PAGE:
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Everything posted by ThunderCloud

  1. I had a solution here, but found a flaw in it... *REMOVED*
  2. I'd tend to agree; the liar and truth teller will both claim to offer honest assistance. The liar instead offers dishonest assistance by lying in response to the question, thus making his original offer a lie, and preserving his "alignment" as a liar.
  3. This will work for some similar puzzles, but not this one. The tribesman will answer one question with "Yes" or with "No", and that is all. He will not point to the correct path. Furthermore, as this is a three-way fork, there is still a choice of two "other ways" you can go even if you eliminate one option.
  4. I was thinking the latter... but since you mention it, let's analyze. Do any possible "false offers" from a lying tribesman result in a different approach? The only ways I can think for the offer itself to be a lie is if he will answer more than just one question (which only makes life easier), or will not answer any questions (which means you just have to guess), or will choose his answer from some other set of responses besides "Yes / No" (which I think would leave you with too little information to ask the right question). Any other options I missed?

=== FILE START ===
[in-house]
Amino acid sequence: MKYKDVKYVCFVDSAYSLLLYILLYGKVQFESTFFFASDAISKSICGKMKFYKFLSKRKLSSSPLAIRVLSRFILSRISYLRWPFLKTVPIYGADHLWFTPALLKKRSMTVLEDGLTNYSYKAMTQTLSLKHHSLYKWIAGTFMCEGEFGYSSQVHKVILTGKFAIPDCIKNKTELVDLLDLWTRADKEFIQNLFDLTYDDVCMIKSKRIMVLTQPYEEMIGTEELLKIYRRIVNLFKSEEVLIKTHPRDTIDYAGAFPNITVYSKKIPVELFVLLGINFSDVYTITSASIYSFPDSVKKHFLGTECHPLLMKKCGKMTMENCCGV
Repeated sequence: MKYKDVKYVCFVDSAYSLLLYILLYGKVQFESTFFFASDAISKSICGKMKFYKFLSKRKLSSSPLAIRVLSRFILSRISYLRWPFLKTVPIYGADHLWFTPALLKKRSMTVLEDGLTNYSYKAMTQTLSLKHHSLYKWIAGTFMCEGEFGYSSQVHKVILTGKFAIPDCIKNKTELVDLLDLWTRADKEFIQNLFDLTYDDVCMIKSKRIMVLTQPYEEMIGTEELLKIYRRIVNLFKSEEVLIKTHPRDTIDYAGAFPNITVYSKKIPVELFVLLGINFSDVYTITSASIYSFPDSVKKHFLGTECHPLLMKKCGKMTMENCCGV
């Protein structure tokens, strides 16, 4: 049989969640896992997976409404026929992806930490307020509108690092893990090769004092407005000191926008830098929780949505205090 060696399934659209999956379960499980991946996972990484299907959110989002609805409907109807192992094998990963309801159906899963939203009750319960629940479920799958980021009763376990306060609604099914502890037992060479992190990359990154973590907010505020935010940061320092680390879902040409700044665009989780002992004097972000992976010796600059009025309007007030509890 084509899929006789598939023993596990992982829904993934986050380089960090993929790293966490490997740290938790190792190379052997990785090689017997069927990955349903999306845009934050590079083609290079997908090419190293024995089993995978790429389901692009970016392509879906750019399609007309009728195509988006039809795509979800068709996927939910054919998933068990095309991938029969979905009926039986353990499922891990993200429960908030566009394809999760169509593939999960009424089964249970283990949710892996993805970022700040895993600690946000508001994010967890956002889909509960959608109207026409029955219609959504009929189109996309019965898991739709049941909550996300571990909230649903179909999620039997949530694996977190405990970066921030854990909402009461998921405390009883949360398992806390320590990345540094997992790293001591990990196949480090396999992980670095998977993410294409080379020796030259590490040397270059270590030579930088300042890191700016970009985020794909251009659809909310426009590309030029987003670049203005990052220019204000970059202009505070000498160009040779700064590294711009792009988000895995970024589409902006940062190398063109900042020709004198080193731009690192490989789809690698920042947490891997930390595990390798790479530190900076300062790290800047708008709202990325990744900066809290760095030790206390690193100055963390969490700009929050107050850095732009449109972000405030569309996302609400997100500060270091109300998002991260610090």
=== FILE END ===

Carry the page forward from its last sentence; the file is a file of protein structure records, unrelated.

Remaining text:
5. With a tip of the hat to itsmeee's 999 puzzle, and bonanvoa's Mad Hatter puzzle... You come to a three-way fork in the road. You know that one path leads to your destination, and that the other two paths lead to Certain Doom. You know that in the area is a tribe of truth-tellers and a tribe of liars, both of which will answer appropriately whenever they can, or remain silent whenever they cannot answer a question truthfully (or falsely). A tribesman from one of these tribes -- you know not which -- is standing at the fork, and -- as if for his own amusement -- offers to answer one single q
  6. In that case, like Sp said. And the number of decks does not matter. well this is embarrassing but for some reason i am getting a higher number, what am i missing?
  7. Depending on the behavior of the "alternator" The question can certainly be sharpened. But be careful: in your phrasing, you lost one of my own "sharpenings": Also, note that the questions were not constrained by the OP to the yes-no variety, so I think my original answer makes sense so far as it goes.
  8. Hint: This is not a tedious problem... not much harder than the original. There is a simple way to solve it; a pattern to be observed. An exhaustive description of how each logician answered in his turn would not be very long...
  9. It always amazes me when people use strategies hidden in the problem that i didn't even consider and even more makes me jealous when their strategy is more efficient than my own. Thanks. Although witzar's answer involves even less work than mine.
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